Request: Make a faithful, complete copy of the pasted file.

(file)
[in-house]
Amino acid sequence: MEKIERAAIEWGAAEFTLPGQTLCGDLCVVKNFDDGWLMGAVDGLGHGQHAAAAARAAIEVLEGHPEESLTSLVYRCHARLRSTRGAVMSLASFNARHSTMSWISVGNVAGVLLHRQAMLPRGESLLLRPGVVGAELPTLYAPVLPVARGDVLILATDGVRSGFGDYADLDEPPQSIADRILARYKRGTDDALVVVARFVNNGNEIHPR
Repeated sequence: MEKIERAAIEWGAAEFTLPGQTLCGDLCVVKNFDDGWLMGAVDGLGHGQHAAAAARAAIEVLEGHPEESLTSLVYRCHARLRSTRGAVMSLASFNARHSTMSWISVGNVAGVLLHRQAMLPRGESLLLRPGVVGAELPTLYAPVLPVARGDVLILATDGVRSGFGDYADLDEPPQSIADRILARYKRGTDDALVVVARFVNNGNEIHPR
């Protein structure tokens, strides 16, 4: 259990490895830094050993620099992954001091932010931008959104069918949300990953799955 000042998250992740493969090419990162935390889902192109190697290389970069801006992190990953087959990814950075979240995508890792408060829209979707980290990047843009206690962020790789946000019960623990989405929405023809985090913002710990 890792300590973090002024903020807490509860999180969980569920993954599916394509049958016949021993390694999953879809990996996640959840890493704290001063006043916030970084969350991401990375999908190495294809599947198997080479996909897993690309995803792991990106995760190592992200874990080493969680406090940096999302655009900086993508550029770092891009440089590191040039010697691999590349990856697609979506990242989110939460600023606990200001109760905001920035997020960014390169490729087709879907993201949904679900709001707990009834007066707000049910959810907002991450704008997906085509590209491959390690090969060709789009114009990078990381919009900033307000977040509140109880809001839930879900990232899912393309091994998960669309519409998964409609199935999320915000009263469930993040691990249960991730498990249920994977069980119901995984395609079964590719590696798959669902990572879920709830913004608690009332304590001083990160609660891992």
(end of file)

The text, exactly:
[in-house]
Amino acid sequence: MEKIERAAIEWGAAEFTLPGQTLCGDLCVVKNFDDGWLMGAVDGLGHGQHAAAAARAAIEVLEGHPEESLTSLVYRCHARLRSTRGAVMSLASFNARHSTMSWISVGNVAGVLLHRQAMLPRGESLLLRPGVVGAELPTLYAPVLPVARGDVLILATDGVRSGFGDYADLDEPPQSIADRILARYKRGTDDALVVVARFVNNGNEIHPR
Repeated sequence: MEKIERAAIEWGAAEFTLPGQTLCGDLCVVKNFDDGWLMGAVDGLGHGQHAAAAARAAIEVLEGHPEESLTSLVYRCHARLRSTRGAVMSLASFNARHSTMSWISVGNVAGVLLHRQAMLPRGESLLLRPGVVGAELPTLYAPVLPVARGDVLILATDGVRSGFGDYADLDEPPQSIADRILARYKRGTDDALVVVARFVNNGNEIHPR
């Protein structure tokens, strides 16, 4: 259990490895830094050993620099992954001091932010931008959104069918949300990953799955 000042998250992740493969090419990162935390889902192109190697290389970069801006992190990953087959990814950075979240995508890792408060829209979707980290990047843009206690962020790789946000019960623990989405929405023809985090913002710990 890792300590973090002024903020807490509860999180969980569920993954599916394509049958016949021993390694999953879809990996996640959840890493704290001063006043916030970084969350991401990375999908190495294809599947198997080479996909897993690309995803792991990106995760190592992200874990080493969680406090940096999302655009900086993508550029770092891009440089590191040039010697691999590349990856697609979506990242989110939460600023606990200001109760905001920035997020960014390169490729087709879907993201949904679900709001707990009834007066707000049910959810907002991450704008997906085509590209491959390690090969060709789009114009990078990381919009900033307000977040509140109880809001839930879900990232899912393309091994998960669309519409998964409609199935999320915000009263469930993040691990249960991730498990249920994977069980119901995984395609079964590719590696798959669902990572879920709830913004608690009332304590001083990160609660891992």